I don’t think Bion got very close to O. The more we try to sneak up on O, the cleverer we get, the more it steals away. I think Bion comes closest in the section called “Amiens,” in his War Memoirs 1917-1919, in which he describes his battlefield trauma in straightforward narrative ( But it took him longest to get there. “Amiens” was a fragment at his death, edited and published by his widow.

Not just Bion’s theories, but every psychoanalytic theory is a defense against O. This is as it should be. This is what civilization is for. Psychoanalysis is more reflective than most enterprises about what it is doing, but precisely because its theories presume to be about nameless dread we should not forget that they are at the same time a sophisticated defense against nameless dread. In other words, they give it a name. Trauma is this name, and even the most fundamental concepts of psychoanalysis are defenses against this trauma. This cannot be changed, nor should it be. But it can be recognized.


W. R. Bion, Attention and Interpretation. London: Karnac, 1984.

W. R. Bion, A Memoir from the Future, 3 vols. in 1. London: Karnac, 1991.

W. R. Bion, War Memoirs 1917–1919, ed. Francesca Bion. London: Karnac, 2015, second edition.

Bruce Fink, The Lacanian Subject: Between Language and Jouissance. Princeton: Princeton UP, 1995. (Lacan’s Seminar 21 is unpublished)

James S. Grotstein, A Beam of Intense Darkness: Wilfred Bion’s Legacy to Psychoanalysis. London: Karnac, 2007.

Meg Harris Williams (1985), “The tiger and ‘O’: A reading of Bion’s Memoir of the Future.” Free Associations, 1: 33–56.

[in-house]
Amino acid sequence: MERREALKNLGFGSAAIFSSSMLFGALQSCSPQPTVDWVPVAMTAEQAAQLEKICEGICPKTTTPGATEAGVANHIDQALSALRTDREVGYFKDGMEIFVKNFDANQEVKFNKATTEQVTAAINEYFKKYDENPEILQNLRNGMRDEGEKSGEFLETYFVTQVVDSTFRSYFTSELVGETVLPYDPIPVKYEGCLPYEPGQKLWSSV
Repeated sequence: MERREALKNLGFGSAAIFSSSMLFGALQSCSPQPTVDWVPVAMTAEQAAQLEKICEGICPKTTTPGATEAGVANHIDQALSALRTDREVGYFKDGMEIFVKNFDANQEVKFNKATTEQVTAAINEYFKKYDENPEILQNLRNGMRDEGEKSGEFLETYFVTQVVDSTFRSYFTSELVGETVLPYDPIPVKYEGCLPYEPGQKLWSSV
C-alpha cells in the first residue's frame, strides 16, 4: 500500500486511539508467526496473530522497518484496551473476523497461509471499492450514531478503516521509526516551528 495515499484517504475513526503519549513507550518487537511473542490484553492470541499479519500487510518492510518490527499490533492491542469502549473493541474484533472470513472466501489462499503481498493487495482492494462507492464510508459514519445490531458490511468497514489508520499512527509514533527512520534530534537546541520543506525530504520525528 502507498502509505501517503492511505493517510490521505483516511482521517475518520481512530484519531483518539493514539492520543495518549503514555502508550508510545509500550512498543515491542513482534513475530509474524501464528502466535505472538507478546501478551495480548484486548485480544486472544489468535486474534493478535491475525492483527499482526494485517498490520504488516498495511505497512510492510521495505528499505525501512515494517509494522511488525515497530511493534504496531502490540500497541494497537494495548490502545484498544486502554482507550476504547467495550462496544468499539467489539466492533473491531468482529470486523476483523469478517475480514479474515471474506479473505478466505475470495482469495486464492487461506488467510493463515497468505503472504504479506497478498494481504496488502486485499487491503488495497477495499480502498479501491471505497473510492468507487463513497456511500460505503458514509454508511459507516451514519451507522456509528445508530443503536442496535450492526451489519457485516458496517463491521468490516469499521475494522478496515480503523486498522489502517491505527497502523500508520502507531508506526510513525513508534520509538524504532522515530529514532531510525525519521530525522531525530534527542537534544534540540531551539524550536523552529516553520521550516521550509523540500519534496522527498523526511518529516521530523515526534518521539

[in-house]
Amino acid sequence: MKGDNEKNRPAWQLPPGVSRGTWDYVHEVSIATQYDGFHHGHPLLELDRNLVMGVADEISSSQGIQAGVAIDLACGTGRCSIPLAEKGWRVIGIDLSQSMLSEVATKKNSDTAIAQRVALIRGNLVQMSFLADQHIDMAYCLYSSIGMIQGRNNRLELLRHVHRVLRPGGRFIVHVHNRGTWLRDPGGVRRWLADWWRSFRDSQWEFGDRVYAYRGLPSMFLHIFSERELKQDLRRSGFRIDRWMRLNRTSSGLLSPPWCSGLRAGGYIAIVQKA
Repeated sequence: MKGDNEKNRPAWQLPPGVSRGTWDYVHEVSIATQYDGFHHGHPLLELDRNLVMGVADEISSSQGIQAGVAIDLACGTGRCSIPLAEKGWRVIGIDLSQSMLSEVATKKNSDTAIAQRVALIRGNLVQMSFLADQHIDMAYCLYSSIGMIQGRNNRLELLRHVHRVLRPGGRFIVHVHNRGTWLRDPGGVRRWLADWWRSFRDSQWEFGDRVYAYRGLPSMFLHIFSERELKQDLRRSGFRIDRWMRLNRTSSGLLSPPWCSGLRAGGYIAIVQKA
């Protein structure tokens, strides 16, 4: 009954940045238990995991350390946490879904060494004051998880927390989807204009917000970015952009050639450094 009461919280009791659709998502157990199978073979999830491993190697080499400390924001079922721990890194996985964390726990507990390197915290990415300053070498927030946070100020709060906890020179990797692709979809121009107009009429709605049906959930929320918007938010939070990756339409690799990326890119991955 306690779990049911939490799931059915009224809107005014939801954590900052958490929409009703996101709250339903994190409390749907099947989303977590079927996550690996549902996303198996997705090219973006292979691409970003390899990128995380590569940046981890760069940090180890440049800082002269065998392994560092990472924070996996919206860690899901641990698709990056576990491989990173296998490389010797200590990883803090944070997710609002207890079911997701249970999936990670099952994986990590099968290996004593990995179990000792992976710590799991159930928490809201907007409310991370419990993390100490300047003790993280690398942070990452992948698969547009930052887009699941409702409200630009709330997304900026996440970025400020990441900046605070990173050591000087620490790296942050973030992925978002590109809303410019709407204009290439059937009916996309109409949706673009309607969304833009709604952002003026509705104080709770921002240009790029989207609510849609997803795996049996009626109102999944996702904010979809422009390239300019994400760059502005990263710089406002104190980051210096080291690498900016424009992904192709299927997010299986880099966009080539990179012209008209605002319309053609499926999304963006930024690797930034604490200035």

Comments (3)

  1. a couple of years ago i read some book ob wilfred bion: experiences in groups, elemente der psychoanalyse, lernen aus erfahrung. i was startled how reading bion helped me understand what happens in politics. somebody pointed me to your book group psychology and political theory which i liked very much.

    i like your thoughts about bion and his trauma as well. interesting how somebody who could not contain his trauma for (almost?) his whole life was able to give us so helpful theories (most helpful to me the theory of alpha and beta elements and his notion that beta elements can’t be dreamt about; the theory takes away the obsession to understand everything and thus – for me – helps living with the not-understandable).

    thank you!

  2. Katherine

    I agree withe previous commenter.Bion’s writing seemed hard for me to understand but how you have expressed it here has made me relise what he was talking about and I do find it valuable and also very intriguing.It seems astonishing he could work with patients who had suffered a great deal and even become psychotic.I feel there is goodness in the world when we learn of such people.


    Yes to you both, and sorry Karl for taking so long to reply. At first it seems odd that someone who had trouble containing his trauma would become a doctor and theorist specializing in containing trauma. But actually, who better? Fred